Curb Appeal Landscaping for Home Buyers & Sellers
Understanding curb appeal landscaping principles benefits you regardless of whether you’re looking to buy, sell, or spruce up a home. In the accompanying video, Earth Works Owner Jason Duffney provides examples of curb appeal landscaping principles used in developing a plan for a new homeowner in Jacksonville.
The landscape should fit the architecture. The color, form, texture, and scale of plants compared to the home affect curb appeal, as do their arrangement and maintenance. “So when doing landscapes for homes, the first thing I consider is the windows, columns, and walkways…,” Duffney said. “The windows are the eyes of the home. And whatever you do like in the makeup world, you are going to accent around those eyes.” If you decide to have hedges in front of the home, consider trimming them or utilizing a dwarf variety to avoid obstructing the view. Trees likewise should not obstruct windows unless the intent is for them to provide a privacy block. However, the privacy benefit of blocking the street view can become and pitfall if potential buyers can’t see the home. Duffney demonstrates how the sight of columns blocked by hedges is enhanced by removing those hedges and installing Blue Point Junipers.
“Design principles include unity, balance, transition, focalization, proportion, rhythm, repetition and simplicity,” according to Basic Principles of Landscape Design published by the University of Florida. “Landscaping combines elements of art and science to create a functional, aesthetically pleasing extension of indoor living to the outdoors.” These principles aren’t an exact science but a good guide for improving curb appeal in the eyes of the many.
“We always try to focus on having balance in the yard,” Duffney said. “A home like this, you can do things symmetrical. Certain homes you can’t, but you can always create balance.” Both symmetrical and asymmetrical types of balance help a landscape make sense. “Symmetrical balance is used in formal landscapes when one side of the landscape is a mirror image of the opposite side,” according to Principles of landscape published by Michigan State University. “These landscapes often use geometric patterns in the walkways, planting beds, and even how the plants are pruned into shapes. This type of balance appears to be rather stiff in appearance and often is highly maintained. Asymmetrical balance, also known as informal balance, differs from one side to the other and appears to be relaxing and free-flowing.”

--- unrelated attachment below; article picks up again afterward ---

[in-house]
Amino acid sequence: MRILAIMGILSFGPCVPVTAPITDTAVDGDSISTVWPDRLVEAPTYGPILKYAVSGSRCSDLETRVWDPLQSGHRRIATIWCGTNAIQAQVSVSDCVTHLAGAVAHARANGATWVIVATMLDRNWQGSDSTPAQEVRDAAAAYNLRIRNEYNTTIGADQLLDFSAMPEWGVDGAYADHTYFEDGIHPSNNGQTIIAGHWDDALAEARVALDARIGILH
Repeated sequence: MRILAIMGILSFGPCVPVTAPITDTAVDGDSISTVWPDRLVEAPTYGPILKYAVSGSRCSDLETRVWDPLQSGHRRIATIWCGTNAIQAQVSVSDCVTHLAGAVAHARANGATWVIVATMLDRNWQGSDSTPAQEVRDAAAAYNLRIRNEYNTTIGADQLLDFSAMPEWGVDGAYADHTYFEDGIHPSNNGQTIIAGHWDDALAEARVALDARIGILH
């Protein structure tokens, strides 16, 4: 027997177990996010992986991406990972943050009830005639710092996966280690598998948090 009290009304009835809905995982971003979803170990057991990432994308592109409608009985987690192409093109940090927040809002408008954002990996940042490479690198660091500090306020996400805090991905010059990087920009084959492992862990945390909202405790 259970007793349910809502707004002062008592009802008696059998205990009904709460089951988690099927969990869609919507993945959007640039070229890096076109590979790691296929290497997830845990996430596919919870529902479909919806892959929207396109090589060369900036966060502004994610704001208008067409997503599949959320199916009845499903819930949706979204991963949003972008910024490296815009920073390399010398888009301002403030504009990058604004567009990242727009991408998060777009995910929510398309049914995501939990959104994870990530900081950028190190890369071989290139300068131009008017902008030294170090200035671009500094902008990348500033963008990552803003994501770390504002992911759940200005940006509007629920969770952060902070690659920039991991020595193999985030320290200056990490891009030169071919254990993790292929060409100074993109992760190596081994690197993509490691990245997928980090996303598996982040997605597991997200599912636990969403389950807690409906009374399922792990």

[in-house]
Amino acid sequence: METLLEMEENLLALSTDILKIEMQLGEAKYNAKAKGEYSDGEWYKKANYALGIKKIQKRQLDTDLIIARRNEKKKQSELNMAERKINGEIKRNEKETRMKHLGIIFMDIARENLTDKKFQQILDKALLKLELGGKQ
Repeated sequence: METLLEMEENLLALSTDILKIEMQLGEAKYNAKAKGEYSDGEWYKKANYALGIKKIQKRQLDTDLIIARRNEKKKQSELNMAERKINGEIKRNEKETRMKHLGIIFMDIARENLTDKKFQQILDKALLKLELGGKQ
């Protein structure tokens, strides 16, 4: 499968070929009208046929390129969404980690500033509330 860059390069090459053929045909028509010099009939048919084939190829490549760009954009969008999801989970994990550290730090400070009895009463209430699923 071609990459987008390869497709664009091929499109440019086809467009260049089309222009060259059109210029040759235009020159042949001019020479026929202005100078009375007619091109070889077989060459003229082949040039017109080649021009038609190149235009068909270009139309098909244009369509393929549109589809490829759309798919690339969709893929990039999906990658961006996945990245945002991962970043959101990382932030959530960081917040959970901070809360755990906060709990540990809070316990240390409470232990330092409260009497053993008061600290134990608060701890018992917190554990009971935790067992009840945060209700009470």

As ongoing maintenance and upkeep are essential for curb appeal landscaping, consider replacing annual flower beds with various colored evergreen plants. “A lot of people get fixated on doing lots of flowers,” Duffney said. “For homeowners that don’t mind being in the garden a lot, that’s a great option, but you can actually create with lots of evergreen material a landscape that is very easy to sustain. You can do it with evergreens and not have so much work.” Annual beds and flowers during the off-season can leave an area of the landscape looking bare and unkempt. That’s problematic for home buyers and sellers potentially burdened with untimely upkeep. Duffney likewise demonstrates how to layer plants and use plant material to hide utilities along with a host of other considerations. You can do curb appeal landscaping projects yourself or reach out for assistance to a professional landscape design firm like Earth Works for a design consultation. We are here to help.
For comprehensive solutions to your specific lawn, garden, and landscaping needs, contact Earth Works of Jacksonville online and at 904-996-0712.
We proudly serve clients in Northeast Florida, including Jacksonville, Ponte Vedra Beach, Atlantic Beach, Neptune Beach, Jacksonville Beach, Nocatee, St. Johns, Fleming Island, Orange Park, Middleburg, Green Cove Springs, Amelia Island, Fernandina, and St. Augustine.